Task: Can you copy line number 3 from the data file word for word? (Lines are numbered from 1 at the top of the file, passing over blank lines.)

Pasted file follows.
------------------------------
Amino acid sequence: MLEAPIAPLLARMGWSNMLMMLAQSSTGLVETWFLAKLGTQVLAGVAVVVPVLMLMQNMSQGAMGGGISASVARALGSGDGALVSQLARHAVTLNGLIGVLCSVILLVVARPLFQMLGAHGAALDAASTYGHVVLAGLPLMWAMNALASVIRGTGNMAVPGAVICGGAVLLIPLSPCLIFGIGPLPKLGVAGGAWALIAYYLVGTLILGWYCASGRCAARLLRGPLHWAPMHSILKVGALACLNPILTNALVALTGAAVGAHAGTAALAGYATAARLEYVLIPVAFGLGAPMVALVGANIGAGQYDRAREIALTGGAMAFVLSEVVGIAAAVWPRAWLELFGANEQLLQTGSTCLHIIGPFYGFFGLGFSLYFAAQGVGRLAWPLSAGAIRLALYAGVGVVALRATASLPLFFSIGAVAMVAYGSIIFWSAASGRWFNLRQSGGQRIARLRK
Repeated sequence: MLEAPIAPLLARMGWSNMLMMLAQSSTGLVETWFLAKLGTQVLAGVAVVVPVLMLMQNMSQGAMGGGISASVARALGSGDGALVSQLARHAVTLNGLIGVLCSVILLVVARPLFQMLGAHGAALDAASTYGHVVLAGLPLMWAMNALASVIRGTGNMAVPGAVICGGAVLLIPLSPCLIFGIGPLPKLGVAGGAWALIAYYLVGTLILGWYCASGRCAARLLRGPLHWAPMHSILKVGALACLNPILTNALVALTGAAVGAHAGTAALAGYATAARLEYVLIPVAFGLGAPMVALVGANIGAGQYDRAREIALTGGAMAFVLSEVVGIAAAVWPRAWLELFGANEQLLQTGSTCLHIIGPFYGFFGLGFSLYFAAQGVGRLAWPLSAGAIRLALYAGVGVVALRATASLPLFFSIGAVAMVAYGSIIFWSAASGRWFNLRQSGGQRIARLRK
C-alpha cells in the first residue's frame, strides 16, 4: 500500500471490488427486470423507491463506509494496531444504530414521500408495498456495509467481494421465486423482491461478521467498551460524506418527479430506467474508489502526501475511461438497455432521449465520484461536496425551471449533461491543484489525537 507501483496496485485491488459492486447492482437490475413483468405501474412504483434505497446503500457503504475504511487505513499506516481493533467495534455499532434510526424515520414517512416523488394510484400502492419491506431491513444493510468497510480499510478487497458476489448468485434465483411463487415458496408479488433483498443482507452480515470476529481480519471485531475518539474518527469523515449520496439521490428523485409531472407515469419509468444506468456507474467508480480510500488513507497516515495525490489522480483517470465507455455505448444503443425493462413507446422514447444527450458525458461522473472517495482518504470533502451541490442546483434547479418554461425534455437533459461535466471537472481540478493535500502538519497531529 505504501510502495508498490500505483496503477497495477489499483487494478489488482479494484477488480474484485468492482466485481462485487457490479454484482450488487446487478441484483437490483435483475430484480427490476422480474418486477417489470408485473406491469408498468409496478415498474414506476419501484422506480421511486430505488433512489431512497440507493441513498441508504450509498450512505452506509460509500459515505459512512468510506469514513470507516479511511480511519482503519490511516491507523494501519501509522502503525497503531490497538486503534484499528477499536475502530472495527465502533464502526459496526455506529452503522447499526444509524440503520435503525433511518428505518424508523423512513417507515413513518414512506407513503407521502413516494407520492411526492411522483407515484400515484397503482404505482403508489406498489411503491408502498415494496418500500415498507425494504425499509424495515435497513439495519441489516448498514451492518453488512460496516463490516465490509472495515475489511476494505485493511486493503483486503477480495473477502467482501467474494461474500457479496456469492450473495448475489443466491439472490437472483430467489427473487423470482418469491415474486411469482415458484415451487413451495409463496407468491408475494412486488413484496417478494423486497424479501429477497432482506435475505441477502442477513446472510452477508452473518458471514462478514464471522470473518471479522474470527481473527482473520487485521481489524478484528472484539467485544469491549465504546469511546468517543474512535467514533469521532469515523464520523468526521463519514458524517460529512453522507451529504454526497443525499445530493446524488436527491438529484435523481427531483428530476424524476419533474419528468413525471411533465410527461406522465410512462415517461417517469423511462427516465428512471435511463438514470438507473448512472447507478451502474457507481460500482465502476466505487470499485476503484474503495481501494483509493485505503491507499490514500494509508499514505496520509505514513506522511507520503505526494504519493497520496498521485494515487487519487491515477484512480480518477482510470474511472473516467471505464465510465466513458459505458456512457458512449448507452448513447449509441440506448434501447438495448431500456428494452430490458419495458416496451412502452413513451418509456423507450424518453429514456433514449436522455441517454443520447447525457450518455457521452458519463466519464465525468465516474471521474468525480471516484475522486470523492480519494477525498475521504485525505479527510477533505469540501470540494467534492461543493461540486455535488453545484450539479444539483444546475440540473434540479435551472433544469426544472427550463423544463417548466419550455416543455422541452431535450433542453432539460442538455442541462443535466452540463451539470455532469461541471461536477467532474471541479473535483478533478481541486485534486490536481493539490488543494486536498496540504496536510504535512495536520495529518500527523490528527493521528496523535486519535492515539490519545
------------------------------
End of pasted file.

C-alpha cells in the first residue's frame, strides 16, 4: 500500500471490488427486470423507491463506509494496531444504530414521500408495498456495509467481494421465486423482491461478521467498551460524506418527479430506467474508489502526501475511461438497455432521449465520484461536496425551471449533461491543484489525537 507501483496496485485491488459492486447492482437490475413483468405501474412504483434505497446503500457503504475504511487505513499506516481493533467495534455499532434510526424515520414517512416523488394510484400502492419491506431491513444493510468497510480499510478487497458476489448468485434465483411463487415458496408479488433483498443482507452480515470476529481480519471485531475518539474518527469523515449520496439521490428523485409531472407515469419509468444506468456507474467508480480510500488513507497516515495525490489522480483517470465507455455505448444503443425493462413507446422514447444527450458525458461522473472517495482518504470533502451541490442546483434547479418554461425534455437533459461535466471537472481540478493535500502538519497531529 505504501510502495508498490500505483496503477497495477489499483487494478489488482479494484477488480474484485468492482466485481462485487457490479454484482450488487446487478441484483437490483435483475430484480427490476422480474418486477417489470408485473406491469408498468409496478415498474414506476419501484422506480421511486430505488433512489431512497440507493441513498441508504450509498450512505452506509460509500459515505459512512468510506469514513470507516479511511480511519482503519490511516491507523494501519501509522502503525497503531490497538486503534484499528477499536475502530472495527465502533464502526459496526455506529452503522447499526444509524440503520435503525433511518428505518424508523423512513417507515413513518414512506407513503407521502413516494407520492411526492411522483407515484400515484397503482404505482403508489406498489411503491408502498415494496418500500415498507425494504425499509424495515435497513439495519441489516448498514451492518453488512460496516463490516465490509472495515475489511476494505485493511486493503483486503477480495473477502467482501467474494461474500457479496456469492450473495448475489443466491439472490437472483430467489427473487423470482418469491415474486411469482415458484415451487413451495409463496407468491408475494412486488413484496417478494423486497424479501429477497432482506435475505441477502442477513446472510452477508452473518458471514462478514464471522470473518471479522474470527481473527482473520487485521481489524478484528472484539467485544469491549465504546469511546468517543474512535467514533469521532469515523464520523468526521463519514458524517460529512453522507451529504454526497443525499445530493446524488436527491438529484435523481427531483428530476424524476419533474419528468413525471411533465410527461406522465410512462415517461417517469423511462427516465428512471435511463438514470438507473448512472447507478451502474457507481460500482465502476466505487470499485476503484474503495481501494483509493485505503491507499490514500494509508499514505496520509505514513506522511507520503505526494504519493497520496498521485494515487487519487491515477484512480480518477482510470474511472473516467471505464465510465466513458459505458456512457458512449448507452448513447449509441440506448434501447438495448431500456428494452430490458419495458416496451412502452413513451418509456423507450424518453429514456433514449436522455441517454443520447447525457450518455457521452458519463466519464465525468465516474471521474468525480471516484475522486470523492480519494477525498475521504485525505479527510477533505469540501470540494467534492461543493461540486455535488453545484450539479444539483444546475440540473434540479435551472433544469426544472427550463423544463417548466419550455416543455422541452431535450433542453432539460442538455442541462443535466452540463451539470455532469461541471461536477467532474471541479473535483478533478481541486485534486490536481493539490488543494486536498496540504496536510504535512495536520495529518500527523490528527493521528496523535486519535492515539490519545